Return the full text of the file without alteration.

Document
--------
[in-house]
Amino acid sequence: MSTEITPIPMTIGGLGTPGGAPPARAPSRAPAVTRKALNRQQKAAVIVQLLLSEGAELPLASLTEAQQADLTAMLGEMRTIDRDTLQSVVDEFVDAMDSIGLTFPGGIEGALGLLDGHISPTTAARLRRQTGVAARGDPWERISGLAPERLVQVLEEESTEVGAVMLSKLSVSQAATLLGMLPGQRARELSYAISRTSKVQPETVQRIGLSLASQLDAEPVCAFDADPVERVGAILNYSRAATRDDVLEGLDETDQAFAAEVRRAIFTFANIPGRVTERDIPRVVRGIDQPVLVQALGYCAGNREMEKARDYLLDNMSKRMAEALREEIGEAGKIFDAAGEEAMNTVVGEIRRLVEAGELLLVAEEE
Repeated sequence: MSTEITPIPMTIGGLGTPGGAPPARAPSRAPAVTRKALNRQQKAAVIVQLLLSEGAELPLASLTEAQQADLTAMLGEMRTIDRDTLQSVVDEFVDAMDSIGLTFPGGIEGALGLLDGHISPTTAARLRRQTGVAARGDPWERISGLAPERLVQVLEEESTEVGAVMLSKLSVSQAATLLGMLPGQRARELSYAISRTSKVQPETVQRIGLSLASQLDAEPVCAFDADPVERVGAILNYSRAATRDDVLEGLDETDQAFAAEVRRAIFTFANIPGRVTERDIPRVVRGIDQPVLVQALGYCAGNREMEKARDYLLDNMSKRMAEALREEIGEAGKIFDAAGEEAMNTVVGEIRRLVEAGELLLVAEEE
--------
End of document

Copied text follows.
[in-house]
Amino acid sequence: MSTEITPIPMTIGGLGTPGGAPPARAPSRAPAVTRKALNRQQKAAVIVQLLLSEGAELPLASLTEAQQADLTAMLGEMRTIDRDTLQSVVDEFVDAMDSIGLTFPGGIEGALGLLDGHISPTTAARLRRQTGVAARGDPWERISGLAPERLVQVLEEESTEVGAVMLSKLSVSQAATLLGMLPGQRARELSYAISRTSKVQPETVQRIGLSLASQLDAEPVCAFDADPVERVGAILNYSRAATRDDVLEGLDETDQAFAAEVRRAIFTFANIPGRVTERDIPRVVRGIDQPVLVQALGYCAGNREMEKARDYLLDNMSKRMAEALREEIGEAGKIFDAAGEEAMNTVVGEIRRLVEAGELLLVAEEE
Repeated sequence: MSTEITPIPMTIGGLGTPGGAPPARAPSRAPAVTRKALNRQQKAAVIVQLLLSEGAELPLASLTEAQQADLTAMLGEMRTIDRDTLQSVVDEFVDAMDSIGLTFPGGIEGALGLLDGHISPTTAARLRRQTGVAARGDPWERISGLAPERLVQVLEEESTEVGAVMLSKLSVSQAATLLGMLPGQRARELSYAISRTSKVQPETVQRIGLSLASQLDAEPVCAFDADPVERVGAILNYSRAATRDDVLEGLDETDQAFAAEVRRAIFTFANIPGRVTERDIPRVVRGIDQPVLVQALGYCAGNREMEKARDYLLDNMSKRMAEALREEIGEAGKIFDAAGEEAMNTVVGEIRRLVEAGELLLVAEEE